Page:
It's High Noon in Burke County as Cindy Carswell Aims to Square Off Against Her Father for Sheriff
Their differences seem as much personal as political. Carswell admits that she was Daddy's girl when growing up, and after her parents divorced (Poovey has since remarried and divorced again), she chose to stay with him. But at 15, she wed an auto parts salesman and things began to sour. "My father always had the final say," explains Cindy. "Even after I was married the first time and was living next door, he spanked me if I got out of line." Poovey, who owns an industrial maintenance company and lives in a modern, 23-room house with his 15-year-old daughter from his second marriage, concedes that he was strict, but he claims Cindy was competitive from the start. "I don't ever remember her wanting a doll," he says. "She was always more inclined to want something I had and do what I was doing. And she still is that way." Poovey didn't know that his daughter was running for the $28,000-a-year sheriff's job until he read about it in the newspaper. "I thought it might be a lark to get at me," he says.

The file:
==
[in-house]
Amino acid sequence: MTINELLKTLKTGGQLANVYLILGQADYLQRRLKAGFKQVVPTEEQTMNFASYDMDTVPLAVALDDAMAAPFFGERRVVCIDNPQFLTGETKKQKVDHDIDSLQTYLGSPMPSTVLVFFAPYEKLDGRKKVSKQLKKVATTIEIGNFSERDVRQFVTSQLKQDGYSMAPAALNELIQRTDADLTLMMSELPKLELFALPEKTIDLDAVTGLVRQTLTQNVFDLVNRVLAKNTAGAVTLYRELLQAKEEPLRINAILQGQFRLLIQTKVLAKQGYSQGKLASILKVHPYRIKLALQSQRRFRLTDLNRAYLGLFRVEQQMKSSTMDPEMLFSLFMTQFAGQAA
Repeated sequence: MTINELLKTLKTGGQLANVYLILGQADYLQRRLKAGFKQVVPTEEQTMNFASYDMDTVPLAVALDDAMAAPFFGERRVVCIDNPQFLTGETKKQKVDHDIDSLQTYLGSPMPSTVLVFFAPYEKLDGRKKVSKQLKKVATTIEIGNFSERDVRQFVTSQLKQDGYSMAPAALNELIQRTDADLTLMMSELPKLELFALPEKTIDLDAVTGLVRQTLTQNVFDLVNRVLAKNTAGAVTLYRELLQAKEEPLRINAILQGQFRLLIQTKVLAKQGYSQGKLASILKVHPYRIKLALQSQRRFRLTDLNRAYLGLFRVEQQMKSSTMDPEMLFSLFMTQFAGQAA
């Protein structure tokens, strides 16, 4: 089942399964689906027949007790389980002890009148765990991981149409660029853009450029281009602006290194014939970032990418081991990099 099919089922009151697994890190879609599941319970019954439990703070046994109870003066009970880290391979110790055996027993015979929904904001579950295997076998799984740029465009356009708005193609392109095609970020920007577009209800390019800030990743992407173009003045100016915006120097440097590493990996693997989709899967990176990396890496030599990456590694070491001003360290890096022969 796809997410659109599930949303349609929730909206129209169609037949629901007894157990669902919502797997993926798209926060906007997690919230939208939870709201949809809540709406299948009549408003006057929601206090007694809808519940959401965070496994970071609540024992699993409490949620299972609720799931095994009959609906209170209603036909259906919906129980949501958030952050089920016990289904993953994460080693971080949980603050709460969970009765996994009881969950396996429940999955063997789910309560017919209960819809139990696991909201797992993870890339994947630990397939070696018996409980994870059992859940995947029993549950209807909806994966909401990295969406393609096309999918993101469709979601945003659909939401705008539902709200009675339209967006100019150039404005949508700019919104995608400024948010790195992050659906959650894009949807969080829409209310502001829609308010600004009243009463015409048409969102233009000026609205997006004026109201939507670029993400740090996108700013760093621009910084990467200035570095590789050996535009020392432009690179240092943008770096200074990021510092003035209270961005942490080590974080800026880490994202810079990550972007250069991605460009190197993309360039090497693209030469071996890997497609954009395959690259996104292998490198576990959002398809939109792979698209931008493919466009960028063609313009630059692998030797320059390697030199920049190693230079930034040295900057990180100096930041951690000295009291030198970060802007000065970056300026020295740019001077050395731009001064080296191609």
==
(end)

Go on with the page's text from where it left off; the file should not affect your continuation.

Cindy is a longshot candidate in the primary, but she's optimistic. "My father said he would like to be sheriff," she observes, "but he said that if the people did not choose him, I'd be the second best choice." Poovey is less complimentary. "I don't think it's a job for a woman," he says. "I told her early in this campaign that I'd much rather see her run the Pooh Bear's Day Care Center."